Bibliography: pulp characters

Listed below is bibliographic information for books and articles dealing with pulp characters.

If you know of a book or an article not listed, please let us know by e-mailing ThePulp.Net.

Comments regarding entries appear below the bibliographic information. Unsigned comments are those of ThePulp.Net staff; comments by contributors are credited.


Avallone, Michael. “Doc Savage,” Mike Shayne Mystery Magazine Vol. 45 No 5 (May 1981).
Avallone, Michael. “G-8 and His Battle Aces,” Mike Shayne Mystery Magazine Vol. 45 No. 7 (July 1981), 80-81.
This one-page essay celebrates the flying spy with a bit of background and personal recollection by author Avallone. A drawing of G-8 by Frank Hamilton faces the essay.
Avallone, Michael. “The Phantom Detective,” Mike Shayne Mystery Magazine Vol. 45 No 9 (September 1981).
Avallone, Michael. “Operator 5,” Mike Shayne Mystery Magazine Vol. 45 No 8 (August 1981).
Avallone, Michael. “The Shadow,” Mike Shayne Mystery Magazine Vol. 45 No. 3 (March 1981), 86-87.
In another single-page essay, Avallone recalls reading The Shadow magazine as a youth and offers a slightly incorrect history of the pulp character (for instance, he lists the number of pulps at 329, but the actual figure is 325). A drawing of The Shadow by Frank Hamilton faces the essay. Also, on page 4 in the contributor profiles, Hamilton tells how he got into drawing pulp characters and how he befriended Doc Savage artist Walter Baumhofer.
Avallone, Michael. “The Spider,” Mike Shayne Mystery Magazine Vol. 45 No 6 (June 1981).
Bishoff, Murray. “Shadow of the Ages,” The Collector Fall 1973, 46-51.
Brunner, Frank. Eyes of Light: Fantasy Drawings of Frank Brunner Vanguard Productions, 2003.
What makes this collection of mostly paperback book art of interest to pulp fans are the preliminary illustrations for a proposed Doc Savage cartoon program.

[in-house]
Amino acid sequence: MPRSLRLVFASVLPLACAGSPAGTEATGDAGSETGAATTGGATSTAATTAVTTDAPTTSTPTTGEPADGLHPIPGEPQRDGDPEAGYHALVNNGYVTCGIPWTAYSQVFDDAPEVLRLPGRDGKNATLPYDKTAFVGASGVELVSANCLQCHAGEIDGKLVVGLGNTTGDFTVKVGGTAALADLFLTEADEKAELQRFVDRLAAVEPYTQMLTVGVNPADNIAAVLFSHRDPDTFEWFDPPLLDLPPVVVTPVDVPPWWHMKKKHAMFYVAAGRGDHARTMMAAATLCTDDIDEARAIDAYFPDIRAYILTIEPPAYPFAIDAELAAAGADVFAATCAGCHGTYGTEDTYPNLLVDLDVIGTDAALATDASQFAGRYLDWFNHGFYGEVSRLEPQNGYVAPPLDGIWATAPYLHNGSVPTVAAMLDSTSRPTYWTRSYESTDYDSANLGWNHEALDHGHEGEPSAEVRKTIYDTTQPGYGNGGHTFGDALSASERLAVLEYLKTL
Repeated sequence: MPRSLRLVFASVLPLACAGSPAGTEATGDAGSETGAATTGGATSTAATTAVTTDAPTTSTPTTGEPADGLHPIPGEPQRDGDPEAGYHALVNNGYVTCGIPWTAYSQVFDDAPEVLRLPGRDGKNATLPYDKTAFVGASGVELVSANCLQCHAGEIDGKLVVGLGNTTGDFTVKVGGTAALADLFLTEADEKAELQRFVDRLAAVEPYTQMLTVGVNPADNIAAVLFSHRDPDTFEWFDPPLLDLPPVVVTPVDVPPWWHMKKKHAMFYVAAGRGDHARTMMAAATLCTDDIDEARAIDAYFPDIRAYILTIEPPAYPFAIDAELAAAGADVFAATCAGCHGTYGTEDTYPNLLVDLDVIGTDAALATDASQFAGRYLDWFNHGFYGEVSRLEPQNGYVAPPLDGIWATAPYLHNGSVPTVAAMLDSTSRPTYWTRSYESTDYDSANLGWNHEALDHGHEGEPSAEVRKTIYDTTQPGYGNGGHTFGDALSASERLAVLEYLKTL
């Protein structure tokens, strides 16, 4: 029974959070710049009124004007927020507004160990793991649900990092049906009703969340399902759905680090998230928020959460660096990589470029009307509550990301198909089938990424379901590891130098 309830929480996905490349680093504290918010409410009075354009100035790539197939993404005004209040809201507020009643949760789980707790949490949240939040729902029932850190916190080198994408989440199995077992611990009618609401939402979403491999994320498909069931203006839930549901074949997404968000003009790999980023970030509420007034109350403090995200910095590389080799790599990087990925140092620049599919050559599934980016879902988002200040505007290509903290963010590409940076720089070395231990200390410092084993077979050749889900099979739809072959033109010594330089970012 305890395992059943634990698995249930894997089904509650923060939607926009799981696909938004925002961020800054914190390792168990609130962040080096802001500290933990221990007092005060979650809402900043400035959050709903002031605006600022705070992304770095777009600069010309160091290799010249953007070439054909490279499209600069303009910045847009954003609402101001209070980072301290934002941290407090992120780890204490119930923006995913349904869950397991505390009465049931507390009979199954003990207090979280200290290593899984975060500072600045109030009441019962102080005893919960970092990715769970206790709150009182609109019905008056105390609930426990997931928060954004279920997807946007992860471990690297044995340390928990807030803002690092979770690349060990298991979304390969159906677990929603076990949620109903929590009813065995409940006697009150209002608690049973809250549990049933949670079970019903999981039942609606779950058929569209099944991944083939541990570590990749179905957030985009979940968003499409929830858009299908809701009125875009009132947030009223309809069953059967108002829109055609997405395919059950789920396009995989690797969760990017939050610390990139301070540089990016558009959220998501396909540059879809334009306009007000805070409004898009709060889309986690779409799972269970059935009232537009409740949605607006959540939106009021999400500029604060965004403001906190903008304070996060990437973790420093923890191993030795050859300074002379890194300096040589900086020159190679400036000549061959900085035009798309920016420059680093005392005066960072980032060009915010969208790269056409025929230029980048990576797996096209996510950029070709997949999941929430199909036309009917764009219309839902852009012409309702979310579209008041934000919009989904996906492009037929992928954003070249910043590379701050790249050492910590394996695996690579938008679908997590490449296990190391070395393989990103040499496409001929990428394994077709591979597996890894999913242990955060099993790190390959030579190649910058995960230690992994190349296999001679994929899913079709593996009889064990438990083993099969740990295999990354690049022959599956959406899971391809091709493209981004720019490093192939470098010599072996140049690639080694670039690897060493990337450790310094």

Carr, Nick. America’s Secret Service Ace: Operator No. 5 Pulp Classics No. 7, 1974. Starmont, 1985.
Carr, Nick. The Flying Spy, A History of G-8 Pulp Classics No. 19. 1974. Starmont, 1985.
Carr, Nick. The Horseback Gladiator: The Life and Times of the Rio Kid The Secret Society of the Sanctum, 1997.
Carr, Nick. The Other Detective Pulp Heroes Tattered Pages Press, 1992.
Carr, Wooda N. (Nick). The Pulp Hero, Wild Cat Books, 2004.
Cohen, Diana, and Irene Burns Hoeflinger, eds. The Shadow Knows Scott, Foresman and Co., 1977
Sixteen scripts from The Shadow radio program are featured in this textbook on radio drama. The book also includes a pronunciation key, glossary of radio terms and a short quiz for each episode.
Cotter, Robert Michael “Bobb.” A History of the Doc Savage Adventures in Pulps, Paperbacks, Comics, Fanzines, Radio and Film McFarland & Co., 2009
Cotter, Bobb. Doc Savage: Inside and Out Flying Tiger Graphics, 4 volumes, 1989/90, 2008.
These four chapbooks collects artwork from the Doc Savage pulps. Most of it is black and white interior illustrations, particularly title page works, though the books also include some black and white cover reproductions.
Cox, J. Randolph & David S. Siegel. Flashgun Casey: Crime Photographer: From the Pulps to Radio and Beyond Book Hunter Press, 2005.
Curtis, Sandra R. Zorro Unmasked: The Official History Hyperion, 1998.
Curtis, who is vice president of Zorro Productions, provides a 280-plus page history of the masked hero of Spanish California. The first chapter discusses Zorro’s pulp beginnings, from “The Curse of Capistrano” to the final pulp appearance in “The Mask of Zorro,” and his creator Johnston McCulley. The third chapter, “Early California,” places the adventures in an historical setting. Both chapters include several short excerpts from the stories. The rest of the book details Zorro’s appearances in film, starting with Douglas Fairbanks, through the recent animated TV series. Issued to coincide with the release of The Mask of Zorro, the book also includes a “making of” chapter about the 1998 movie. The appendix includes a complete list of McCulley’s Zorro stories and when and where they appeared.
Deisher, Jeff. The Adventures of Doc Savage: A Definitive Chronology Green Eagle Publications, 2000; Fantom Press, 2013.
Eisgruber, Frank Jr. Gangland’s Doom Pulp Classics No. 1, 1974; Starmont, 1985.